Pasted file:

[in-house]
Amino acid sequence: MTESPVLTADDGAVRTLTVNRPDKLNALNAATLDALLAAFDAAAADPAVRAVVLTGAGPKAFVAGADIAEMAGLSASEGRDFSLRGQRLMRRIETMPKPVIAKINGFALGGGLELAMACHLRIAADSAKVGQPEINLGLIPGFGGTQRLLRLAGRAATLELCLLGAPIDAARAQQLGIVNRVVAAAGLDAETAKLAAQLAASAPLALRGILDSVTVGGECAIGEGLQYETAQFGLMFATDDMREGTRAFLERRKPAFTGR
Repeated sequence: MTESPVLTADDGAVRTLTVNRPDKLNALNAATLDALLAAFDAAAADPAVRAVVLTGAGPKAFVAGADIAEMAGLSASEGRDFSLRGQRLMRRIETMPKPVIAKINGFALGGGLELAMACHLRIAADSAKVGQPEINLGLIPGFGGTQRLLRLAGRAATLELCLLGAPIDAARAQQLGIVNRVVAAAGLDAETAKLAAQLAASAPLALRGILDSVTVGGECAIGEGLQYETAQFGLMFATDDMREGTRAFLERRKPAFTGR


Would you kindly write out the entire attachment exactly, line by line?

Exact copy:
[in-house]
Amino acid sequence: MTESPVLTADDGAVRTLTVNRPDKLNALNAATLDALLAAFDAAAADPAVRAVVLTGAGPKAFVAGADIAEMAGLSASEGRDFSLRGQRLMRRIETMPKPVIAKINGFALGGGLELAMACHLRIAADSAKVGQPEINLGLIPGFGGTQRLLRLAGRAATLELCLLGAPIDAARAQQLGIVNRVVAAAGLDAETAKLAAQLAASAPLALRGILDSVTVGGECAIGEGLQYETAQFGLMFATDDMREGTRAFLERRKPAFTGR
Repeated sequence: MTESPVLTADDGAVRTLTVNRPDKLNALNAATLDALLAAFDAAAADPAVRAVVLTGAGPKAFVAGADIAEMAGLSASEGRDFSLRGQRLMRRIETMPKPVIAKINGFALGGGLELAMACHLRIAADSAKVGQPEINLGLIPGFGGTQRLLRLAGRAATLELCLLGAPIDAARAQQLGIVNRVVAAAGLDAETAKLAAQLAASAPLALRGILDSVTVGGECAIGEGLQYETAQFGLMFATDDMREGTRAFLERRKPAFTGR